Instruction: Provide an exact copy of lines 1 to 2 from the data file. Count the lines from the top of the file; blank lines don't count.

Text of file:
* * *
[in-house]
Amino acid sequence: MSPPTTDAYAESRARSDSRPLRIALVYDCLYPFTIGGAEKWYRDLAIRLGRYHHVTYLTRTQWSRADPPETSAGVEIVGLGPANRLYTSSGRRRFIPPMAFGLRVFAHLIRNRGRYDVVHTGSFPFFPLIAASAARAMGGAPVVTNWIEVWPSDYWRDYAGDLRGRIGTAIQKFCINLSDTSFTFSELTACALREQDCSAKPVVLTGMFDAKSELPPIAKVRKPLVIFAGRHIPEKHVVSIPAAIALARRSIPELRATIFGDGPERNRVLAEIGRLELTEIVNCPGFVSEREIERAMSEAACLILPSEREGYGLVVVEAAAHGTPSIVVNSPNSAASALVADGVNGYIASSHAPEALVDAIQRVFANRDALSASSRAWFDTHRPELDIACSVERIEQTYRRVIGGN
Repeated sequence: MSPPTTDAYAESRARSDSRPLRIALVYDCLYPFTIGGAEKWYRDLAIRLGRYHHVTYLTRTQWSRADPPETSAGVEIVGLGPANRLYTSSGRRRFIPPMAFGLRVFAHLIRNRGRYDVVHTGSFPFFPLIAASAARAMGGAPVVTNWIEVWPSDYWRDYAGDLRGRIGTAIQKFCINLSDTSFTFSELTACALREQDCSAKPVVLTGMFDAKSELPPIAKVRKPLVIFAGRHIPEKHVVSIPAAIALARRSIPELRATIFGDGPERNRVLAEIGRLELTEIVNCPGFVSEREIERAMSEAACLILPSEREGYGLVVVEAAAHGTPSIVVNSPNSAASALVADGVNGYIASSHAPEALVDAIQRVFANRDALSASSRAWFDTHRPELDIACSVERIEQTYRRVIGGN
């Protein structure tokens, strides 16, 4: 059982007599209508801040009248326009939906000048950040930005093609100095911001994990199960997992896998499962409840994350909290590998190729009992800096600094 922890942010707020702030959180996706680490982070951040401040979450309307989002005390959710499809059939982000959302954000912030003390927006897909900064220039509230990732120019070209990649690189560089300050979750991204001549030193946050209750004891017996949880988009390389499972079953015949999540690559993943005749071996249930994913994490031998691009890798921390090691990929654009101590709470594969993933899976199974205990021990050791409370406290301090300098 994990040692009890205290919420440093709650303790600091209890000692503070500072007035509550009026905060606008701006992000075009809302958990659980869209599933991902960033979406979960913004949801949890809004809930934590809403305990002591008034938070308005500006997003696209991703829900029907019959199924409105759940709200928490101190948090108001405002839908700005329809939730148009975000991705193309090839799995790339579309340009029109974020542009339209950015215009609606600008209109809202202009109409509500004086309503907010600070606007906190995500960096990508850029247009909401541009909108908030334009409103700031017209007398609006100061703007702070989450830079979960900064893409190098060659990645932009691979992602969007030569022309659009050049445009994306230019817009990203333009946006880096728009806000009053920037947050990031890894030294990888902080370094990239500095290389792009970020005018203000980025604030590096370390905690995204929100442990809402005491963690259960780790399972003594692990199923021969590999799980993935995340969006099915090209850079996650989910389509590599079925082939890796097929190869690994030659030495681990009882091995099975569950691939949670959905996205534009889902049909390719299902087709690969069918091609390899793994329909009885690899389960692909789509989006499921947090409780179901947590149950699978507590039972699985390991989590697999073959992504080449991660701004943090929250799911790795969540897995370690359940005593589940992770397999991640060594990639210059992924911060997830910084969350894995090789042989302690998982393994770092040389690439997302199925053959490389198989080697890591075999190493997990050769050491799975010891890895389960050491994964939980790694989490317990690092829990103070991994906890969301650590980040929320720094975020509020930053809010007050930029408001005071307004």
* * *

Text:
[in-house]
Amino acid sequence: MSPPTTDAYAESRARSDSRPLRIALVYDCLYPFTIGGAEKWYRDLAIRLGRYHHVTYLTRTQWSRADPPETSAGVEIVGLGPANRLYTSSGRRRFIPPMAFGLRVFAHLIRNRGRYDVVHTGSFPFFPLIAASAARAMGGAPVVTNWIEVWPSDYWRDYAGDLRGRIGTAIQKFCINLSDTSFTFSELTACALREQDCSAKPVVLTGMFDAKSELPPIAKVRKPLVIFAGRHIPEKHVVSIPAAIALARRSIPELRATIFGDGPERNRVLAEIGRLELTEIVNCPGFVSEREIERAMSEAACLILPSEREGYGLVVVEAAAHGTPSIVVNSPNSAASALVADGVNGYIASSHAPEALVDAIQRVFANRDALSASSRAWFDTHRPELDIACSVERIEQTYRRVIGGN